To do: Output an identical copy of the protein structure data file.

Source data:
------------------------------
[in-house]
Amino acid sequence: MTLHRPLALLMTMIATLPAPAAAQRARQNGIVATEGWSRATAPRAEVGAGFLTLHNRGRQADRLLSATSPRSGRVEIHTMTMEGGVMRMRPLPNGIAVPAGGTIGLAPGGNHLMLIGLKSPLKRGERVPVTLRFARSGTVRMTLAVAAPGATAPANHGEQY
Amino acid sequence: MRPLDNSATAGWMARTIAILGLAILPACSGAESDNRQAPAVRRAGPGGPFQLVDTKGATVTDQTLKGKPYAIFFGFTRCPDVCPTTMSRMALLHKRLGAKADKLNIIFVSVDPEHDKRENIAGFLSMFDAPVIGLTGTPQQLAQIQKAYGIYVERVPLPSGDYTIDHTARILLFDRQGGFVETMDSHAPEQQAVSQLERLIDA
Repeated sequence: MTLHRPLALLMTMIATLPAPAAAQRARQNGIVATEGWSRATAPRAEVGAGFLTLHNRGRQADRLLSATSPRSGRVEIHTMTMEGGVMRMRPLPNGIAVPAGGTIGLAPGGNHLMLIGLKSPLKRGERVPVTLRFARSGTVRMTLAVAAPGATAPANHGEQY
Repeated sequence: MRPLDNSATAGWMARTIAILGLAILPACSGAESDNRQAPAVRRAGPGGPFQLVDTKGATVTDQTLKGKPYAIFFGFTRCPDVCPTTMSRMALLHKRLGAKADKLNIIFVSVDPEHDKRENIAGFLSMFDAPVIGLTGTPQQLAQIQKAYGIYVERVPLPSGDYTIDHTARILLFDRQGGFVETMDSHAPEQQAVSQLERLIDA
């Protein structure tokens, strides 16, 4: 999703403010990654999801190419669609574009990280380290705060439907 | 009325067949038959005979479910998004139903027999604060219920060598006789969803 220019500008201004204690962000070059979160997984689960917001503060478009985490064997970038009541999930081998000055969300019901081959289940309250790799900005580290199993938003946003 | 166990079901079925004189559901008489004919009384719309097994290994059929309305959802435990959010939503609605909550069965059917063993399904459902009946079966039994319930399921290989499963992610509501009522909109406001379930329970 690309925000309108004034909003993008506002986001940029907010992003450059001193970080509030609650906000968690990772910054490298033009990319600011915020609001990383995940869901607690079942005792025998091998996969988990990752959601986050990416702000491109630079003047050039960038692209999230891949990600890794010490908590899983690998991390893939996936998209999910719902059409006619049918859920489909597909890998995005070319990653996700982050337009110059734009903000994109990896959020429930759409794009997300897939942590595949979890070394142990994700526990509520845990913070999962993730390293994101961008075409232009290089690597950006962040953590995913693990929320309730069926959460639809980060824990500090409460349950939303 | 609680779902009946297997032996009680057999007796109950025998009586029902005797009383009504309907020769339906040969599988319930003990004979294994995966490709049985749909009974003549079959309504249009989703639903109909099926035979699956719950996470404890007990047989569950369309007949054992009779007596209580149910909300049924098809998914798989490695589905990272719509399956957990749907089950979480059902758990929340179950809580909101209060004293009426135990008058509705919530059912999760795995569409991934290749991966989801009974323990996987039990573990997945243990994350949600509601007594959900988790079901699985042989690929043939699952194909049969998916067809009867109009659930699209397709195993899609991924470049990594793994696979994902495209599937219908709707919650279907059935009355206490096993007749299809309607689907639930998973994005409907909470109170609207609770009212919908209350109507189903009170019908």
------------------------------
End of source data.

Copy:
[in-house]
Amino acid sequence: MTLHRPLALLMTMIATLPAPAAAQRARQNGIVATEGWSRATAPRAEVGAGFLTLHNRGRQADRLLSATSPRSGRVEIHTMTMEGGVMRMRPLPNGIAVPAGGTIGLAPGGNHLMLIGLKSPLKRGERVPVTLRFARSGTVRMTLAVAAPGATAPANHGEQY
Amino acid sequence: MRPLDNSATAGWMARTIAILGLAILPACSGAESDNRQAPAVRRAGPGGPFQLVDTKGATVTDQTLKGKPYAIFFGFTRCPDVCPTTMSRMALLHKRLGAKADKLNIIFVSVDPEHDKRENIAGFLSMFDAPVIGLTGTPQQLAQIQKAYGIYVERVPLPSGDYTIDHTARILLFDRQGGFVETMDSHAPEQQAVSQLERLIDA
Repeated sequence: MTLHRPLALLMTMIATLPAPAAAQRARQNGIVATEGWSRATAPRAEVGAGFLTLHNRGRQADRLLSATSPRSGRVEIHTMTMEGGVMRMRPLPNGIAVPAGGTIGLAPGGNHLMLIGLKSPLKRGERVPVTLRFARSGTVRMTLAVAAPGATAPANHGEQY
Repeated sequence: MRPLDNSATAGWMARTIAILGLAILPACSGAESDNRQAPAVRRAGPGGPFQLVDTKGATVTDQTLKGKPYAIFFGFTRCPDVCPTTMSRMALLHKRLGAKADKLNIIFVSVDPEHDKRENIAGFLSMFDAPVIGLTGTPQQLAQIQKAYGIYVERVPLPSGDYTIDHTARILLFDRQGGFVETMDSHAPEQQAVSQLERLIDA
């Protein structure tokens, strides 16, 4: 999703403010990654999801190419669609574009990280380290705060439907 | 009325067949038959005979479910998004139903027999604060219920060598006789969803 220019500008201004204690962000070059979160997984689960917001503060478009985490064997970038009541999930081998000055969300019901081959289940309250790799900005580290199993938003946003 | 166990079901079925004189559901008489004919009384719309097994290994059929309305959802435990959010939503609605909550069965059917063993399904459902009946079966039994319930399921290989499963992610509501009522909109406001379930329970 690309925000309108004034909003993008506002986001940029907010992003450059001193970080509030609650906000968690990772910054490298033009990319600011915020609001990383995940869901607690079942005792025998091998996969988990990752959601986050990416702000491109630079003047050039960038692209999230891949990600890794010490908590899983690998991390893939996936998209999910719902059409006619049918859920489909597909890998995005070319990653996700982050337009110059734009903000994109990896959020429930759409794009997300897939942590595949979890070394142990994700526990509520845990913070999962993730390293994101961008075409232009290089690597950006962040953590995913693990929320309730069926959460639809980060824990500090409460349950939303 | 609680779902009946297997032996009680057999007796109950025998009586029902005797009383009504309907020769339906040969599988319930003990004979294994995966490709049985749909009974003549079959309504249009989703639903109909099926035979699956719950996470404890007990047989569950369309007949054992009779007596209580149910909300049924098809998914798989490695589905990272719509399956957990749907089950979480059902758990929340179950809580909101209060004293009426135990008058509705919530059912999760795995569409991934290749991966989801009974323990996987039990573990997945243990994350949600509601007594959900988790079901699985042989690929043939699952194909049969998916067809009867109009659930699209397709195993899609991924470049990594793994696979994902495209599937219908709707919650279907059935009355206490096993007749299809309607689907639930998973994005409907909470109170609207609770009212919908209350109507189903009170019908």